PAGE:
The present study was aimed to assess the effect of information about the farming system and welfare of artificially (AR) and ewereared lambs (ER) on meat acceptability. An 84-consumer panel was asked to give three types of evaluation for both products: tasting without information (perceived liking); information without tasting (expected liking); tasting with information (actual liking). For both products, the expected liking was significantly different from the perceived liking (P < 0.001), thus indicating that a disconfirmation occurred. The consumers found ER meat worse than expected (negative disconfirmation) and AR meat better than expected (positive disconfirmation). No significant difference between perceived and actual liking was observed for ER lamb (P > 0.05), whereas, for the meat produced by AR lambs actual liking was lower than perceived liking (P < 0.001). However, consumers did not completely assimilate their liking in the direction of expectations, as indicated by the fact that expectancy for AR lamb was significantly lower than actual acceptability (P < 0.001). Mean scores of perceived liking were higher for the meat produced by AR animals as compared to ER lambs (P < 0.05). Conversely, expected and actual liking scores were higher for meat from ER lambs than for meat from AR animals (P < 0.001 and P < 0.05, respectively). These results show that information about animal welfare, expressed in terms of rearing conditions, can be a major determinant of animal-based food acceptability, thus providing a potential tool for meat differentiation.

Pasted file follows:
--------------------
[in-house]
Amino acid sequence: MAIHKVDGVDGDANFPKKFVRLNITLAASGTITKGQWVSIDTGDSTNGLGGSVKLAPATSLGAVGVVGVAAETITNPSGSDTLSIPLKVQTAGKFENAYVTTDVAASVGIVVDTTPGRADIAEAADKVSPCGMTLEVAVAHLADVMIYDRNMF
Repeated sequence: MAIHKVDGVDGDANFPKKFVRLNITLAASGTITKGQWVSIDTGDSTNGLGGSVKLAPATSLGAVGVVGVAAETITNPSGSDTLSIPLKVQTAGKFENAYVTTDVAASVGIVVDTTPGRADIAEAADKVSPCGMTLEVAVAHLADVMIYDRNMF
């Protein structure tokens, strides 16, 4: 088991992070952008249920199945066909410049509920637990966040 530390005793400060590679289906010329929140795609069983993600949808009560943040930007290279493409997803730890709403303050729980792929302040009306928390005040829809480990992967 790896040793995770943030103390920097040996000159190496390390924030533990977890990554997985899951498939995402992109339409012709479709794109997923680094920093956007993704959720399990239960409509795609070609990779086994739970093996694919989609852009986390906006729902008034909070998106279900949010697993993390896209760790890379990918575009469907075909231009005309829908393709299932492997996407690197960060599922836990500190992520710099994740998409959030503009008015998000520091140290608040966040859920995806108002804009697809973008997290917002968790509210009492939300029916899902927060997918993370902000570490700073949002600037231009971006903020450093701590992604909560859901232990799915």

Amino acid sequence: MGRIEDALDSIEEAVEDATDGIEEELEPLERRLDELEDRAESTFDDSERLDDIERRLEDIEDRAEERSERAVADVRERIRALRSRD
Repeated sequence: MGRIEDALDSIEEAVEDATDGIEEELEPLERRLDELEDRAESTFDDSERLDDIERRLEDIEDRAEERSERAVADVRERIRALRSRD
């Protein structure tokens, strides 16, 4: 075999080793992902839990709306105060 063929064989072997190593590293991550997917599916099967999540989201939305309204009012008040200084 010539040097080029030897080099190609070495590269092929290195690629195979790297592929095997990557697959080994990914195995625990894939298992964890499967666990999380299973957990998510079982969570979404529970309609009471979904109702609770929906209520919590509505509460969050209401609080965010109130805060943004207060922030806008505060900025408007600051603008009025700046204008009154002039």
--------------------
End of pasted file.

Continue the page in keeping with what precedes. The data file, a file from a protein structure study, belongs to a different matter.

Effect of information about animal welfare, expressed in terms of rearing conditions, on lamb acceptability.

NAPOLITANO, Fabio
;
BRAGHIERI, Ada;GIROLAMI, Antonio;
2007

Abstract

The present study was aimed to assess the effect of information about the farming system and welfare of artificially (AR) and ewereared lambs (ER) on meat acceptability. An 84-consumer panel was asked to give three types of evaluation for both products: tasting without information (perceived liking); information without tasting (expected liking); tasting with information (actual liking). For both products, the expected liking was significantly different from the perceived liking (P < 0.001), thus indicating that a disconfirmation occurred. The consumers found ER meat worse than expected (negative disconfirmation) and AR meat better than expected (positive disconfirmation). No significant difference between perceived and actual liking was observed for ER lamb (P > 0.05), whereas, for the meat produced by AR lambs actual liking was lower than perceived liking (P < 0.001). However, consumers did not completely assimilate their liking in the direction of expectations, as indicated by the fact that expectancy for AR lamb was significantly lower than actual acceptability (P < 0.001). Mean scores of perceived liking were higher for the meat produced by AR animals as compared to ER lambs (P < 0.05). Conversely, expected and actual liking scores were higher for meat from ER lambs than for meat from AR animals (P < 0.001 and P < 0.05, respectively). These results show that information about animal welfare, expressed in terms of rearing conditions, can be a major determinant of animal-based food acceptability, thus providing a potential tool for meat differentiation.
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Utilizza questo identificativo per citare o creare un link a questo documento: http://hdl.handle.net/11563/17610
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